"First, I had to understand who I was on stage as a performer. Who is this human being really inside that's projecting? Because that's what you want to project. You want to project who you are; not a song. Get a cover band to do a song, but get a real passionate person to represent and interpret that song and make it move an audience -- to do that, an artist must have an understanding of who he is."
He pauses. "I have to know myself and I have spent my life trying to know myself. It's in the Bible, isn't it?"
But isn't there a danger of going too far with analysis of the self? You might open up a Pandora's box. "Yeah, you can go down there and find things that you hate and open up doors that you don't want to open. I'm basically a positive person."
Does your mother ever say to you, 'Analysis is paralysis -- just live your life, son?'
Neil replies: "At this point in her life, she is more about living her life and enjoying herself. The advice I got from my parents was always, 'Work hard and be a good person.' Not live life and enjoy yourself. Enjoyment was not part of the package. I had to learn how to do that myself. My mother is about enjoying herself and one of those ways is through my success."
He tells me this over breakfast in the Four Seasons in Dublin, before politely asking me if I want to go with him in the limo to take a look at the nearby Aviva Stadium, where he is playing on June 25.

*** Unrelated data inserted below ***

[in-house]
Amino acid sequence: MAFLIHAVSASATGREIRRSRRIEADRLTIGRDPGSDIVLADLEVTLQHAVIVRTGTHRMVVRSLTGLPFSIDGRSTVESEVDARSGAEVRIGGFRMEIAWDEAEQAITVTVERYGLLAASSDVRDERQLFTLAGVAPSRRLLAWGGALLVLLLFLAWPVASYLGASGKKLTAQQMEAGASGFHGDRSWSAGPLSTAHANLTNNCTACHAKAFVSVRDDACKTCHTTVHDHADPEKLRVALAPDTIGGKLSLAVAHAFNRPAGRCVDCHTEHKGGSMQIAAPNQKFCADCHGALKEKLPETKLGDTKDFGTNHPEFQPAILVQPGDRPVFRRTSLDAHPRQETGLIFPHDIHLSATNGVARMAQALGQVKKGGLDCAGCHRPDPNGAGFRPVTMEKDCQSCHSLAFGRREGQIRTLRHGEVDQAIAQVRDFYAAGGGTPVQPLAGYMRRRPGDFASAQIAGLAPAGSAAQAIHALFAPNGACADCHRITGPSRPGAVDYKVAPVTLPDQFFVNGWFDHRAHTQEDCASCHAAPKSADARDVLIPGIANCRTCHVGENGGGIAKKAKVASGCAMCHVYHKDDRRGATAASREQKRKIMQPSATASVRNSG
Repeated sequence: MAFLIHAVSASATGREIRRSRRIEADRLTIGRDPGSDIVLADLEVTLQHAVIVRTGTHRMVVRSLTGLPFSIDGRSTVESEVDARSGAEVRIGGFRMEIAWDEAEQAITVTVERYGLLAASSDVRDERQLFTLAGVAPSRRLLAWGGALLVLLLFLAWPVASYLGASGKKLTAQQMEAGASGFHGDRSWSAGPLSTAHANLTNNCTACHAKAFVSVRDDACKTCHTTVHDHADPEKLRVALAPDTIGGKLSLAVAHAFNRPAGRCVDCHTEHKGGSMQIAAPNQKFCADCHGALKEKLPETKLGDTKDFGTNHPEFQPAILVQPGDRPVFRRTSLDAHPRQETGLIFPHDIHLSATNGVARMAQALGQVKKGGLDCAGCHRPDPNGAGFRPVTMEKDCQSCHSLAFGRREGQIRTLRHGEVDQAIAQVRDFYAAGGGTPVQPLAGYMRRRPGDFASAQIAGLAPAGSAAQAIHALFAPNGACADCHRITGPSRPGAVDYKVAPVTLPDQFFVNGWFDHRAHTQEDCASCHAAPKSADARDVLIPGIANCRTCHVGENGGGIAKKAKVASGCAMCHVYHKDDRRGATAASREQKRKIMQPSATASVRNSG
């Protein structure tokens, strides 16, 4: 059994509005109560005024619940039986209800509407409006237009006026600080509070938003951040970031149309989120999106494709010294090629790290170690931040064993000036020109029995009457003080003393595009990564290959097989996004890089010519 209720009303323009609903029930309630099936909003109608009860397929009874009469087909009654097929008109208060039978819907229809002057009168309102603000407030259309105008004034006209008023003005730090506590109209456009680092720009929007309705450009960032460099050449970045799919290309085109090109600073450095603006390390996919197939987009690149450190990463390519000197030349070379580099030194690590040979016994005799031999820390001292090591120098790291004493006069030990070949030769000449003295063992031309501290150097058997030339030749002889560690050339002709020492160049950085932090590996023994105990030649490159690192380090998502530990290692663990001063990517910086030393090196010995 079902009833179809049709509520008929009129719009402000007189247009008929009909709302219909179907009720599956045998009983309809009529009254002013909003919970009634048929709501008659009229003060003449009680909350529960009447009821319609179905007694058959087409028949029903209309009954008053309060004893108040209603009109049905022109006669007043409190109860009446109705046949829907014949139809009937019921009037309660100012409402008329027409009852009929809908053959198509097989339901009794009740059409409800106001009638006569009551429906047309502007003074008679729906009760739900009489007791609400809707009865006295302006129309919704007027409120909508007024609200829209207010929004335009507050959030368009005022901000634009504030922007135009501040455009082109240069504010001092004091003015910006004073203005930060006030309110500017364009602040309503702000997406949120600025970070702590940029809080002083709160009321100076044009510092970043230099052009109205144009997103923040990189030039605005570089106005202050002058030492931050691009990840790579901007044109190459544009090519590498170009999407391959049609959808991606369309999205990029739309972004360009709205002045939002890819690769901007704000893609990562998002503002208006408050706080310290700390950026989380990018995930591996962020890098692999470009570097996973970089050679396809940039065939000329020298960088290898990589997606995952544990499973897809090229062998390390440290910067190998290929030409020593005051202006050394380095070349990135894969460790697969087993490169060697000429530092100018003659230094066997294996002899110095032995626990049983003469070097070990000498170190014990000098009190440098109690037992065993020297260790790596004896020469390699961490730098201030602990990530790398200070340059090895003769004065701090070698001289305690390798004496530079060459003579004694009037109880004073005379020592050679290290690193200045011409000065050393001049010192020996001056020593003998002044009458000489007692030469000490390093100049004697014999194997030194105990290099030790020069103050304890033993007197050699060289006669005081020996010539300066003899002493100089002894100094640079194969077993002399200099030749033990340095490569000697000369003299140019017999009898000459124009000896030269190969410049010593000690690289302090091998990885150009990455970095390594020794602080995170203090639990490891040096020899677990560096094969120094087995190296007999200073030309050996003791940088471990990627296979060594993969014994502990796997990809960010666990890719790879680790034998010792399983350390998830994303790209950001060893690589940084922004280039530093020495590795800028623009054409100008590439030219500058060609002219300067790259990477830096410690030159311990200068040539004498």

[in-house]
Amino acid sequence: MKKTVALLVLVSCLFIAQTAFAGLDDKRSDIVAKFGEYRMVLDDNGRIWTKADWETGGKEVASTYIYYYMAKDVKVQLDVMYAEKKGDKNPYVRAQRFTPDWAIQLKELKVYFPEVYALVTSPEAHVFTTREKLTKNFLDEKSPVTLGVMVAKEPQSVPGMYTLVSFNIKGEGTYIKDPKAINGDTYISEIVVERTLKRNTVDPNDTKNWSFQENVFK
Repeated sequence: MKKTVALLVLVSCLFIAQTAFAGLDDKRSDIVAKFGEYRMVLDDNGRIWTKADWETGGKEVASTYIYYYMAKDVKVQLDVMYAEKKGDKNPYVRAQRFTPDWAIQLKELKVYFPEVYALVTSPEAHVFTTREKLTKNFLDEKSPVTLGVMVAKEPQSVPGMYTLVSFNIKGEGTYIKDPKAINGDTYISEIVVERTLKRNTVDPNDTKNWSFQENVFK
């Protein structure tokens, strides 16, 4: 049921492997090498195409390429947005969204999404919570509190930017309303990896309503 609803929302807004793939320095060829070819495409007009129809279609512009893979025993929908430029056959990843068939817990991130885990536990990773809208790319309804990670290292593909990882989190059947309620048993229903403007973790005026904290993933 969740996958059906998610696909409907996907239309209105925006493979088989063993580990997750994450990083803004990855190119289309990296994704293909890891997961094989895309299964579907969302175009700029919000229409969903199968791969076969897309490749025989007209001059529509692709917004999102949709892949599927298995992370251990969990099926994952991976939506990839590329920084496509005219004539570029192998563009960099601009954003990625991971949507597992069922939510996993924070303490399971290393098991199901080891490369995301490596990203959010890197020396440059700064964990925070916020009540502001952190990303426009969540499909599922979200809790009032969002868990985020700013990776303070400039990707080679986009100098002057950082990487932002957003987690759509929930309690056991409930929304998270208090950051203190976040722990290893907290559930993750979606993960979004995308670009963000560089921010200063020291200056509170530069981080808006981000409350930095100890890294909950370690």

Before we get to the car, some fans ask him to sign albums and pictures in the lobby of the hotel. He is the perfect gentleman. Then he always was. In 1969, his marriage to first wife Jaye Posner (they had two children, Marjorie and Elyn) having ended, Neil wed Marcia Murphey, a marriage which lasted a quarter of a century, and produced two more children (Jesse and Micah) and one of the most famous and amicable divorce settlements of all time, when in 1996 Neil handed Marcia a cheque for close to $100m. He and Marcia, without lawyers, sorted things out over the phone; splitting Diamond's fortune down the middle.
In 1996, he met and fell in love with an Australian beauty some years his junior, Rachel Farley, from whom he has since broken up. Without wishing to be too Freudian (even though Neil went to a Freudian therapist for years), I wonder was Neil attracted to women in later life that reminded him of his "strong" mother. "I guess I was. Although as a kid growing up, I would have much preferred that my mom be a mother.
"She worked and, you know, my brother and I cleaned the house. It was all about working. Everybody in the family had to work because you have to eat, you had to feed everybody. I never got an allowance. If I wanted to go and get an ice-cream sundae, I had to have the money in my pocket from my work to get it. I worked all the time."
The hard work has paid off. He is unimaginably wealthy. He has homes in New York and Los Angeles, and a super-ranch in Colorado -- and hires, so the story goes, private jets to take his dogs on holiday. That kind of wealth.